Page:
When you talk to SharePoint using REST, you have some options about what the data you get or send looks like. Early on, when REST first arrived on the scene for SharePoint, we HAD to specify odata=verbose. This meant that we had to be very specific about what our data was going to look like, especially when it came to updates.

If you don’t use odata=verbose, then you’re telling the server to accept something different. You’re basically telling the server what “dialect” of odata you are choosing to speak for the current transaction.

If you look at this post, you’ll see the options:

JSON Light support in REST SharePoint API released

Just to recap, the options are:

accept: application/json; odata=verbose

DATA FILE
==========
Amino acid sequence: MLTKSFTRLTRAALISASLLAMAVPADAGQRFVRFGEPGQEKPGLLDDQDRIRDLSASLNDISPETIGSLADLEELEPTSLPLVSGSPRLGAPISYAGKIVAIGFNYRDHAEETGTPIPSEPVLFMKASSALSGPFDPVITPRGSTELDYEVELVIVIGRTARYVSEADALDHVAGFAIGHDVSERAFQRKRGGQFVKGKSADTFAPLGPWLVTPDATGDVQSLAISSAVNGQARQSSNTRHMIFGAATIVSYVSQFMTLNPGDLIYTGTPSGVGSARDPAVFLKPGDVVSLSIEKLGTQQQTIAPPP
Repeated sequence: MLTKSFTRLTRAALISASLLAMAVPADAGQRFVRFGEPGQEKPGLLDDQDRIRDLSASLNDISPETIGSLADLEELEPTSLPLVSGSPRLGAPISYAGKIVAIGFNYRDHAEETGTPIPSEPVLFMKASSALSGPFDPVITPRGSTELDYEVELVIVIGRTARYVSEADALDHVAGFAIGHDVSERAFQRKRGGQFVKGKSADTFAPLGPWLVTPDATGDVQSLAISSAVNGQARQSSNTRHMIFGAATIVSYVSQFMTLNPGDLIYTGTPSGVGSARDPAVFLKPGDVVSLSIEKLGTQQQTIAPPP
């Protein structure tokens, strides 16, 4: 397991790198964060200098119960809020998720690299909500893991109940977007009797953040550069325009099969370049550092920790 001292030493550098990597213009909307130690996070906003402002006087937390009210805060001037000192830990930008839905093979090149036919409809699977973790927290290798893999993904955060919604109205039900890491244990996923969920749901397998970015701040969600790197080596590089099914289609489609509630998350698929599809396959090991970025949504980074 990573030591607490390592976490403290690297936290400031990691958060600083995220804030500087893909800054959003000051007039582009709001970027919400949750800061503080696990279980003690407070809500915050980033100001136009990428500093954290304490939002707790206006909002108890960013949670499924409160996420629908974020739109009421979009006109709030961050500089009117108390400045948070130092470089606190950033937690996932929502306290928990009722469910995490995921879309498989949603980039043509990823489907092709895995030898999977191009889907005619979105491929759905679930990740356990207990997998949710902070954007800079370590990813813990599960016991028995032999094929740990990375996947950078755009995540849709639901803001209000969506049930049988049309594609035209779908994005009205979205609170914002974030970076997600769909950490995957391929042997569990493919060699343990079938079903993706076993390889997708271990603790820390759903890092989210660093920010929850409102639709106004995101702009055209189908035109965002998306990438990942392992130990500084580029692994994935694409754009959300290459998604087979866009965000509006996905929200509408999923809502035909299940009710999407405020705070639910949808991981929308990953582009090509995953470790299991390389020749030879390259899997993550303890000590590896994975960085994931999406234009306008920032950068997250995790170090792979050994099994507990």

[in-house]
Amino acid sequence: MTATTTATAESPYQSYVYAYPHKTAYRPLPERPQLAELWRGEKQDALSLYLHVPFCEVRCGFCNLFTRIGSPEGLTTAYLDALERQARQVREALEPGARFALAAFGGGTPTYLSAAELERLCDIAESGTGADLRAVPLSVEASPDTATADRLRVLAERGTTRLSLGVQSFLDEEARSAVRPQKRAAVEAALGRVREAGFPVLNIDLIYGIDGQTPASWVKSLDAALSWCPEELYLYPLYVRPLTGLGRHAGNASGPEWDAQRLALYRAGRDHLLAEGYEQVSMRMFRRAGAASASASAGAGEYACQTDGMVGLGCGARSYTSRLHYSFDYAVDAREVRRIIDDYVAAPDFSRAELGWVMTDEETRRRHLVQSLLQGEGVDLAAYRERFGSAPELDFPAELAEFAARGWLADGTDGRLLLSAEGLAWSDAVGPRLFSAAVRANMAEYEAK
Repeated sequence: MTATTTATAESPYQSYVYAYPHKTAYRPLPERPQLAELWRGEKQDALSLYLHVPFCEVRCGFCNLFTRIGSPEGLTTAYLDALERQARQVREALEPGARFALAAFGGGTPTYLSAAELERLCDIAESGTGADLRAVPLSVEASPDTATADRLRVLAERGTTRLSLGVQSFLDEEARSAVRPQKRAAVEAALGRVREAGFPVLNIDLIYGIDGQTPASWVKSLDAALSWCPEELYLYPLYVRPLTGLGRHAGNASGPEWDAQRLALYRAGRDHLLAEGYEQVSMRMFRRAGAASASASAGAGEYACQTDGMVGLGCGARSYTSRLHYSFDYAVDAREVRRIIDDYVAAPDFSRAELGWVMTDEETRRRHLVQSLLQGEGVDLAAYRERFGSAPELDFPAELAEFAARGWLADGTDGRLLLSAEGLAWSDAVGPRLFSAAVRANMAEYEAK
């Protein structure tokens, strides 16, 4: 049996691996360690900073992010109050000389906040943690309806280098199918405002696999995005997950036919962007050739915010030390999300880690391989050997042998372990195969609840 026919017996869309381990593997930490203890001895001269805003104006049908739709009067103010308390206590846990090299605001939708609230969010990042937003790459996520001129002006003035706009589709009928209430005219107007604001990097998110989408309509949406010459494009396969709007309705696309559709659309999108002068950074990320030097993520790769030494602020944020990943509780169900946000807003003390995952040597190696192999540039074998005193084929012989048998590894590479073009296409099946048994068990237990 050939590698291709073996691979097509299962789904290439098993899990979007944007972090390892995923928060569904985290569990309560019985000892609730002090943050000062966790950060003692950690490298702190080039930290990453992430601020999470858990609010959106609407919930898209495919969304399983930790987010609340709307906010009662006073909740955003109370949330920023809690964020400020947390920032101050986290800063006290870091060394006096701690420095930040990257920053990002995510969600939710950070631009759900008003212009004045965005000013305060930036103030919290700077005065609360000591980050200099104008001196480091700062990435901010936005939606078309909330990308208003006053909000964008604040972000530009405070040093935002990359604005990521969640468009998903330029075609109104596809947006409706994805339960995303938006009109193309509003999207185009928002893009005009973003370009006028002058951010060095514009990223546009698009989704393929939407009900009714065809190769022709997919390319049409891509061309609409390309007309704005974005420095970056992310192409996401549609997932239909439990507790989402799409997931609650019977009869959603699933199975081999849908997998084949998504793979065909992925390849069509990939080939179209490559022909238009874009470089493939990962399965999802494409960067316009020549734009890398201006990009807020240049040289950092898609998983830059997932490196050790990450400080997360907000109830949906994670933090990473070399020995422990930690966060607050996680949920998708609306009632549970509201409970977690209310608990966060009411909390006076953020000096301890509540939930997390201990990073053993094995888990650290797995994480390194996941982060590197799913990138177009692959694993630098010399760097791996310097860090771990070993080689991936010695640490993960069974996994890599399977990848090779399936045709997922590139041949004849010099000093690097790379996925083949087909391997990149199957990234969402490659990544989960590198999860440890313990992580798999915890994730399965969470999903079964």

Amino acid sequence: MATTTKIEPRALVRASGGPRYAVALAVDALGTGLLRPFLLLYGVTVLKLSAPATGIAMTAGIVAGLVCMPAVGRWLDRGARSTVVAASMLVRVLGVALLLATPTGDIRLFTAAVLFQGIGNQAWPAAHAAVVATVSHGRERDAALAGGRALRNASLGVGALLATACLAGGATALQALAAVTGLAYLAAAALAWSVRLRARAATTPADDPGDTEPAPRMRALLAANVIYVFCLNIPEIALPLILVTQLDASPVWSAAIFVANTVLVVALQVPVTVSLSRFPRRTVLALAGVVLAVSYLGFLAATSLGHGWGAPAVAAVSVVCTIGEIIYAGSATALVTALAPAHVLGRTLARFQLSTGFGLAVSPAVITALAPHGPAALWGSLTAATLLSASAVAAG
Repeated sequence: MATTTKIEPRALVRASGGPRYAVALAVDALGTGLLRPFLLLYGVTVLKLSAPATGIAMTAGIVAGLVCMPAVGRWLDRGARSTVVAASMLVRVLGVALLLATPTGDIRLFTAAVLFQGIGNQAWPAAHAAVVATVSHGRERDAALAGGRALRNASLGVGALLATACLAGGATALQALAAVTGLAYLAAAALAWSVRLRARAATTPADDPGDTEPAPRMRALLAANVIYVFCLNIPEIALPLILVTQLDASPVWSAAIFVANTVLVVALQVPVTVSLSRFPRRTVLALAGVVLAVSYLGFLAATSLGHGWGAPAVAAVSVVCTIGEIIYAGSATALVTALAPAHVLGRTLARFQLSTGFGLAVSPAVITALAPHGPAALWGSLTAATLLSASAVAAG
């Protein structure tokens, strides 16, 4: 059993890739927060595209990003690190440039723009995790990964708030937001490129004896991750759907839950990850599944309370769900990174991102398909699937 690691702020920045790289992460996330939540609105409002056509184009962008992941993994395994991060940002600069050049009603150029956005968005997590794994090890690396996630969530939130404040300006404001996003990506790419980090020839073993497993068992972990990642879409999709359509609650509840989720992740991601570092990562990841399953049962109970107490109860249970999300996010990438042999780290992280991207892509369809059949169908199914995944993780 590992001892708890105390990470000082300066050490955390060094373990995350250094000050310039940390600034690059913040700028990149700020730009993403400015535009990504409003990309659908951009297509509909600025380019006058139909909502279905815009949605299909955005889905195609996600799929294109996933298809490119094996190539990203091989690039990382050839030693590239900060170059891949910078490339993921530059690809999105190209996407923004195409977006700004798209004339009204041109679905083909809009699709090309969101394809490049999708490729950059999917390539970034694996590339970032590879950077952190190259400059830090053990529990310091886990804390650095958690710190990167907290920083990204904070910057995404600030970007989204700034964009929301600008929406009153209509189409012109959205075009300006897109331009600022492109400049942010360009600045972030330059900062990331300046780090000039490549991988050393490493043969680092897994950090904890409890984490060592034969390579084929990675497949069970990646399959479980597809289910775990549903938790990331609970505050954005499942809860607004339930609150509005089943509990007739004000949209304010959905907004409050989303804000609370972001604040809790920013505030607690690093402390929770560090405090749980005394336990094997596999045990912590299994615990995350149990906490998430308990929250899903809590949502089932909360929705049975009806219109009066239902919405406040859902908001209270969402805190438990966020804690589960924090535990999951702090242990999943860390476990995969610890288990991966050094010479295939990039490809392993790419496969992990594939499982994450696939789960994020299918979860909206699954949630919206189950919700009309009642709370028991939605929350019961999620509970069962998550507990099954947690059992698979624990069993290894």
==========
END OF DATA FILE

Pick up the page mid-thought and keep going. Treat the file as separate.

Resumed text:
This is probably what you’re used to, and requires the heaviest payload. Using this option, you’ll get the maximum amount of information about the data coming your way, and you’ll also have to send more as well.

accept: application/json; odata=minimalmetadata

This is the middle ground. You’ll get some metdata, and you’ll also need to send some, but it’s less.

accept: application/json; odata=nometadata

This option means we won’t get any metadata and we also don’t have to send any.

accept: application/json

If you don’t specify the odata setting at all, it will default to odata=minimalmetadata.

You can use these settings both on the inbound and outbound part of your REST calls.

Content-Type: "accept: application/json; odata=minimalmetadata"

means that you are sending data that contains minimal metadata.

Likewise,

Accept: "accept: application/json; odata=verbose"

means that you want to receive data with full metadata information.